Besides political disagreements with the mentioned member states, the EU also has countries that are the first stop for refugees. According to Vermeulen (2019), “The Common European Asylum System (CEAS) was hammered out in 2013, unifying asylum procedures across Europe. One part of the CEAS is the now notorious Dublin Regulation, which decrees that a migrant may only apply for asylum in the country where they entered the EU. As a result, southern European countries have to process far more asylum applications than northern European countries – after all, migrant boats land on the Mediterranean coast.”
Since the majority of these refugees can’t be reallocated fast enough after their arrivals to the southern European countries, there had been serious human rights violations that took place in countries like Greece and Italy. In some cases, refugee boats were not even aided by their coastal security. In Greece, the problem of hosting refugees got quite crucial, and the refugee camps became overcrowded. Greece didn’t provide hygienic conditions nor sanitary facilities to the refugees. Besides, such basic needs as medical or psychosocial support weren’t given; moreover, less than 15 percent of asylum-seeking children had access to education in the camps (Human Rights Watch, 2019). Greek politicians demanded sanctions be imposed on EU member states that refuse to take migration quotas (The Guardian, 2019).
How successful is the EU migration policy?
An answer to this specific question can change from different perspectives. When it comes to measuring the success level, one of the main struggles depends on what is considered as successful. Comparing today's numbers of arrival to 2015, it may seem like the number is going downwards; nevertheless, it doesn't mean that today's numbers are preferable. In summer 2015, tens of thousands of people flee from Syria, Iraqis and Afghans flee from terrorist groups such as IS and the Taliban, and after the fall of Muammar Gaddafi warring militias in Libya started to organize smuggling better (Vermeulen, 2019g). A massive flow following all these events shook the EU so much that now we see tendencies of considering today's big numbers as acceptable.
About the crisis of solidarity on migration, it can be suggested that the EU failed miserably. The migration policy underlines the importance of a united Europe in which countries share each other's burdens; even so, the aftermath of the migration crisis proved that it is way harder in practice. A very good example can be France, a country that is highly devoted to the EU. In recent elections, even in a very European country like France, the results were given the hints of dissatisfaction of the union.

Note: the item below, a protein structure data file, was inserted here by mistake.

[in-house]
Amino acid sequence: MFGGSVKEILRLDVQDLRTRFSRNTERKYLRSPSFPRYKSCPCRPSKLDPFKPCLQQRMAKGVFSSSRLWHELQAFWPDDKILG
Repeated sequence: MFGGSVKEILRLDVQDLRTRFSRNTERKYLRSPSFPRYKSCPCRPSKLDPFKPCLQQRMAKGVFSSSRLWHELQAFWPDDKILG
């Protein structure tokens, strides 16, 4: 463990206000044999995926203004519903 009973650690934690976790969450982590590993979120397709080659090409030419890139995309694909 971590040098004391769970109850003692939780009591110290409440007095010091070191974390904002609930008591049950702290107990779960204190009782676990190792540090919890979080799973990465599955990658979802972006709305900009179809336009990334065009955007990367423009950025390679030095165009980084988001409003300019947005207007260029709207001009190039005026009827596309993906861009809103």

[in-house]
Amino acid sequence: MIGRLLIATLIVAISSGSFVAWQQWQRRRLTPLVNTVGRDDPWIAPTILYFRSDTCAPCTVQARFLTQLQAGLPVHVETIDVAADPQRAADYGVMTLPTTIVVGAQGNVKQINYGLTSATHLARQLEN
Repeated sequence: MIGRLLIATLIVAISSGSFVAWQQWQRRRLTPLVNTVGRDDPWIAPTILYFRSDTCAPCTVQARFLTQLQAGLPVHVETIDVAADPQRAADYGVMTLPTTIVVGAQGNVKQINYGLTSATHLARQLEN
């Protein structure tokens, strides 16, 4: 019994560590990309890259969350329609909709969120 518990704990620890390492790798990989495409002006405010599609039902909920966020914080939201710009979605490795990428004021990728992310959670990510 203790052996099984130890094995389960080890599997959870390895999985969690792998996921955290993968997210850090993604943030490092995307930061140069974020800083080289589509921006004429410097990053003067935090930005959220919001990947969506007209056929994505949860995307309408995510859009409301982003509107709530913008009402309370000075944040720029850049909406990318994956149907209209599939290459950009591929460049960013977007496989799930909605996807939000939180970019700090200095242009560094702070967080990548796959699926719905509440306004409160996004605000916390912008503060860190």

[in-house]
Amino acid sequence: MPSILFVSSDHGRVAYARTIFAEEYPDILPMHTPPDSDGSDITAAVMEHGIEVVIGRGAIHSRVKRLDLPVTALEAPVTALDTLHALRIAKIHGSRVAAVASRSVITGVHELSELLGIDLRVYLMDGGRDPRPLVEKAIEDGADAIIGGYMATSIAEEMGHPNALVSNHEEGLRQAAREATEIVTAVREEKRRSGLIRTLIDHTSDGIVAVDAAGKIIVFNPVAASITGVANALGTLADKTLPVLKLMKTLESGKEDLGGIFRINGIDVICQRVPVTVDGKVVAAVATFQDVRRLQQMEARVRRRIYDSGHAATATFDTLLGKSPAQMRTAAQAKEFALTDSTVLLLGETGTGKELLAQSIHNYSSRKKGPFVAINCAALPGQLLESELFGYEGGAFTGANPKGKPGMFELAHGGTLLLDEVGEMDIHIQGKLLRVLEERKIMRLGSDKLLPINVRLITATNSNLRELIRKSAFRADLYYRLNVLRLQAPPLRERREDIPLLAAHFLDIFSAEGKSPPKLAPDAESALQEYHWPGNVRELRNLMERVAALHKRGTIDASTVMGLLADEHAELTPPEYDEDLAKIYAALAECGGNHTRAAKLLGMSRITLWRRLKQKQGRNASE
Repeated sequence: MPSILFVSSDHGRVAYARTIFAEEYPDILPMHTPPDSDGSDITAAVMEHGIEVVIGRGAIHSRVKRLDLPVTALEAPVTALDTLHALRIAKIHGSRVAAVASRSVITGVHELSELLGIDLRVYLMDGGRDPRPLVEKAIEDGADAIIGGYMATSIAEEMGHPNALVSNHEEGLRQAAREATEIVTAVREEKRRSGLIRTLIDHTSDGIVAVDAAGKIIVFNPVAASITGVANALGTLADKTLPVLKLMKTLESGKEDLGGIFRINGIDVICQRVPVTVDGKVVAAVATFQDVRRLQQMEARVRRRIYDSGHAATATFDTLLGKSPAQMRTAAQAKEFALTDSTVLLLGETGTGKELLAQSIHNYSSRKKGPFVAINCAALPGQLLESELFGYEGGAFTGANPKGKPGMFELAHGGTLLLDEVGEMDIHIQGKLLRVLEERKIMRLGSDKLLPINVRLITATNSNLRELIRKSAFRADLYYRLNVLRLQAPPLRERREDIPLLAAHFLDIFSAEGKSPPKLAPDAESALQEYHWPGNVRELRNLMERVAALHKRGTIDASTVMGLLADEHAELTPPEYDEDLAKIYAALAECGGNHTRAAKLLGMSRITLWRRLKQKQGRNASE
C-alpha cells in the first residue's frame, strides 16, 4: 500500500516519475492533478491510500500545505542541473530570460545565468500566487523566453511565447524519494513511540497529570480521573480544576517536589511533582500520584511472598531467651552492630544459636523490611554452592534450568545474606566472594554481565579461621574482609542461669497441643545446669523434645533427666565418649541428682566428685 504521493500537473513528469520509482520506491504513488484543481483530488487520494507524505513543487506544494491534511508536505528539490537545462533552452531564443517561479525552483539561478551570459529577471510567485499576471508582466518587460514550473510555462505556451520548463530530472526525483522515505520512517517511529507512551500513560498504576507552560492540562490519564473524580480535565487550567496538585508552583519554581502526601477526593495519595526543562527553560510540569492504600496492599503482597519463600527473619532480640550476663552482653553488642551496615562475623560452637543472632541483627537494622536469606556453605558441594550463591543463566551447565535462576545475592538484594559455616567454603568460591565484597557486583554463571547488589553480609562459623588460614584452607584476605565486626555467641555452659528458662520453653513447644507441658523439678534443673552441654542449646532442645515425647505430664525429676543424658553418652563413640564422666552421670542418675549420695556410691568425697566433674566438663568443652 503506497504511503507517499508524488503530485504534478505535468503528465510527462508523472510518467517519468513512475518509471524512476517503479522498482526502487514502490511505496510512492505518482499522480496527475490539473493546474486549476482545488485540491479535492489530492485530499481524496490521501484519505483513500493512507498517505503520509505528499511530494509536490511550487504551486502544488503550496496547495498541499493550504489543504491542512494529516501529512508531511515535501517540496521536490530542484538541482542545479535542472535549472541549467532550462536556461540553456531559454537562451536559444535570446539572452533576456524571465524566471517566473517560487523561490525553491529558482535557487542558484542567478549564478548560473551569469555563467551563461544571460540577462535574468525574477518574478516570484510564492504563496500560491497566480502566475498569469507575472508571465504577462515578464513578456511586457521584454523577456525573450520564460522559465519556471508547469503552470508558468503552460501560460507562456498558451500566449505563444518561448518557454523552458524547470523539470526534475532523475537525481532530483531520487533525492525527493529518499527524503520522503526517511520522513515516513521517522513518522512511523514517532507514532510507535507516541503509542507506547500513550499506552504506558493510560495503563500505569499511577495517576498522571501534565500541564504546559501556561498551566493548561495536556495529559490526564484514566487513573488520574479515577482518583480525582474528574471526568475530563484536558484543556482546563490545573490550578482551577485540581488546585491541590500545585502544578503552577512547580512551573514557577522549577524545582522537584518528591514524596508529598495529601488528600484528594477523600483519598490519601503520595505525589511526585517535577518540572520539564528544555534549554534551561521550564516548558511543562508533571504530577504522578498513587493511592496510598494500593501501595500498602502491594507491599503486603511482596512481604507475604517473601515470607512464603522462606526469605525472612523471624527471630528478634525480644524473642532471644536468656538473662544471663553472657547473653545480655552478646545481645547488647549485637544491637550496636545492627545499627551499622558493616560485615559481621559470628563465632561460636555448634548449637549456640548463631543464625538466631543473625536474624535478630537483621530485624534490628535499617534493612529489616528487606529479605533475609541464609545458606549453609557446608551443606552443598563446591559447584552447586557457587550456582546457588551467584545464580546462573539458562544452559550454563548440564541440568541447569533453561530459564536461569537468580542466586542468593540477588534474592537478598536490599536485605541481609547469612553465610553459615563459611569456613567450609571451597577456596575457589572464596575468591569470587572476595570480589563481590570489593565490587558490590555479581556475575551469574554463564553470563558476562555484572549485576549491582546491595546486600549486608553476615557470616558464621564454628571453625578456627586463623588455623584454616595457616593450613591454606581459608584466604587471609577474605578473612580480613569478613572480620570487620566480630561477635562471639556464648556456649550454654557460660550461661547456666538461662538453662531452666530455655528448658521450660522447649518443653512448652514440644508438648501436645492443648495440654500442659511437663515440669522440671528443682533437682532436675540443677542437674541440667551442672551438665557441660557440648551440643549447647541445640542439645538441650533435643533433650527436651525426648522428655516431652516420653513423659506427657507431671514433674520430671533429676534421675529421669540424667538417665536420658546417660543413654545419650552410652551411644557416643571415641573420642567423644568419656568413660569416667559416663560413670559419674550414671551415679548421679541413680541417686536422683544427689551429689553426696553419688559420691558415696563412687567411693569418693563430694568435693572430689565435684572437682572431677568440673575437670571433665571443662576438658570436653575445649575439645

From the human rights perspective, there are violations besides some achievements. As mentioned earlier, the human rights situation in southern European countries is nowhere close to high European standards. In Germany, on the other side, Angela Merkel used the now-iconic words "Wir schaffen das" – we’ll manage this – to give the message that Germany is welcoming the refugees. According to UNHCR (2019), Germany is the top refugee-hosting country in the European Union. On the contrary of the positive expectations Germany sets, Angela Merkel started to get criticized harshly, and the anti-immigrant Alternative for Germany gained votes.
In conclusion, there is no way to deny that there are some efforts to solve the migration crisis; however, the scale of the efforts are not covering the issues. People who lost their lives in the Mediterranean Sea cannot be put aside. Countries shouldn’t need Aylan Kurdis to act on the migration crisis. It is also significant to realize public reaction to migration policies. The growing far-right sentiments and nationalist patterns made political damages to the European Union, and now the European citizens are concerned. Rising populism and right-wing movements cannot be ignored in a European Union, which aims a more integrated continent.
The migration policy of the EU aims to handle the crisis in a way that Europe can benefit the most, yet it is also essential not to leave all the burden on the developing countries' shoulders. The ‘’keep the chaos away no matter where’’ kind of policy would end up with another crisis that eventually hits the European Union again. All in all, migration will never end; thus, it is in the power of countries to take responsibility and manage it according to The Universal Declaration of Human Rights. If the EU is very confident to set human rights standards, then it also has to be confident enough to implement what is set.
Vermeulen, M. (2019a, b, c, d, e, f, g). 10 questions that explain the European Union’s migration policy. Retrieved 26 December 2019, from
Council of the EU. (2018). Facility for refugees in Turkey: member states agree on details of additional funding. Retrieved 26 December 2019, from https://www.consilium.europa.eu/en/press/press-releases/2018/06/29/facility-for-refugees-in-turkey-member-states-agree-details-of-additional-funding/
European Council. (2019). EU migration policy. Retrieved 26 December 2019, from https://www.consilium.europa.eu/en/policies/migratory-pressures/
BBC. (2017). EU to sue Poland, Hungary and Czechs for refusing refugee quotas. Retrieved 27 December 2019, from https://www.bbc.com/news/world-europe-42270239
Al Jazeera. (2019). European Commission takes Hungary to court over migrant law. Retrieved 27 December 2019, from
The Guardian. (2019). Greek PM: EU states must do more to share the burden of hosting refugees. Retrieved 27 December 2019, from https://www.theguardian.com/world/2019/oct/04/greek-pm-eu-states-must-do-more-to-share-burden-of-hosting-refugees
Human Rights Watch, (2019). European Union Events of 2018. Retrieved 27 December 2019, from https://www.hrw.org/world-report/2019/country-chapters/european-union
UNHCR. (2019). Figures at a Glance. Retrieved 27 December 2019, from https://www.unhcr.org/figures-at-a-glance.html